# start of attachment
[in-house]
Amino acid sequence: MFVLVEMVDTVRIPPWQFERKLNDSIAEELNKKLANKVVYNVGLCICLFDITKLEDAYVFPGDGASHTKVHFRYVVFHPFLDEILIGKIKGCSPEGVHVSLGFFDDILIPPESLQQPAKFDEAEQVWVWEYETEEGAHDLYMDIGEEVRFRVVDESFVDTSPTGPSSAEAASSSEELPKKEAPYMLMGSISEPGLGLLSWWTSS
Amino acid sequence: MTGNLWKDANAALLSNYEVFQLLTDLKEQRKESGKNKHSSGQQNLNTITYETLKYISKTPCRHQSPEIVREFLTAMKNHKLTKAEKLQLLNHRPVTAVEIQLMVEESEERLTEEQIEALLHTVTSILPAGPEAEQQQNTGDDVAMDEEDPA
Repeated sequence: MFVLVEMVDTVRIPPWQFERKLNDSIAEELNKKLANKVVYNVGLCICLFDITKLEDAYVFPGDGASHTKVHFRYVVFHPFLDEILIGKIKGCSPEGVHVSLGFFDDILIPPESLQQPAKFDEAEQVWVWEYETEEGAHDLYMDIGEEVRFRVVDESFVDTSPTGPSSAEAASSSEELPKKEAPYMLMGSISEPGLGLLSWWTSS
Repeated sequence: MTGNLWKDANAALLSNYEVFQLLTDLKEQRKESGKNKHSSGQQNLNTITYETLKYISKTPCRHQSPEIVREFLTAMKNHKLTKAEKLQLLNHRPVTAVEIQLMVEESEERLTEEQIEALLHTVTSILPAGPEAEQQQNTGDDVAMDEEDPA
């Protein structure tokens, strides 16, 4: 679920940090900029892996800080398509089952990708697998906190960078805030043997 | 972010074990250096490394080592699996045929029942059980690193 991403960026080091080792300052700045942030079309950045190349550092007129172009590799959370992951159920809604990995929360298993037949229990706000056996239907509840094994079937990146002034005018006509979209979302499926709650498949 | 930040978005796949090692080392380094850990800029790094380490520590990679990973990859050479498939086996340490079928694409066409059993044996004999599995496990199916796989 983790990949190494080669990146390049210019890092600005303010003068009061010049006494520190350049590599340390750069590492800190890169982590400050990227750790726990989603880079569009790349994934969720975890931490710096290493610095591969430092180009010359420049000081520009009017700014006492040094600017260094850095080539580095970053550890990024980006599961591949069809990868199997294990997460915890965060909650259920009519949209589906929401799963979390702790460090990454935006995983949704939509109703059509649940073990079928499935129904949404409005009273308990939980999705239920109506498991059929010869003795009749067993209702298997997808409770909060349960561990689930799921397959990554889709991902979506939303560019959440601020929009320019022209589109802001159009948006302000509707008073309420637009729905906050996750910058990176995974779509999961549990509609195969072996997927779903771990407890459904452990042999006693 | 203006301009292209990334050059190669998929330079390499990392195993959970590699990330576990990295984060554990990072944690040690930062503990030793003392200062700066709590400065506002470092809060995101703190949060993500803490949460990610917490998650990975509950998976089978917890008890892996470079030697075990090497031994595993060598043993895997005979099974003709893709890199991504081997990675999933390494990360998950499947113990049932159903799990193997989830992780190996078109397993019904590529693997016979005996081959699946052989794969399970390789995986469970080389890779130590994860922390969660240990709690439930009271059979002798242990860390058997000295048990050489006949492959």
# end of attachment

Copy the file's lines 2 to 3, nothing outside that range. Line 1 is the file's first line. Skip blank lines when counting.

Amino acid sequence: MFVLVEMVDTVRIPPWQFERKLNDSIAEELNKKLANKVVYNVGLCICLFDITKLEDAYVFPGDGASHTKVHFRYVVFHPFLDEILIGKIKGCSPEGVHVSLGFFDDILIPPESLQQPAKFDEAEQVWVWEYETEEGAHDLYMDIGEEVRFRVVDESFVDTSPTGPSSAEAASSSEELPKKEAPYMLMGSISEPGLGLLSWWTSS
Amino acid sequence: MTGNLWKDANAALLSNYEVFQLLTDLKEQRKESGKNKHSSGQQNLNTITYETLKYISKTPCRHQSPEIVREFLTAMKNHKLTKAEKLQLLNHRPVTAVEIQLMVEESEERLTEEQIEALLHTVTSILPAGPEAEQQQNTGDDVAMDEEDPA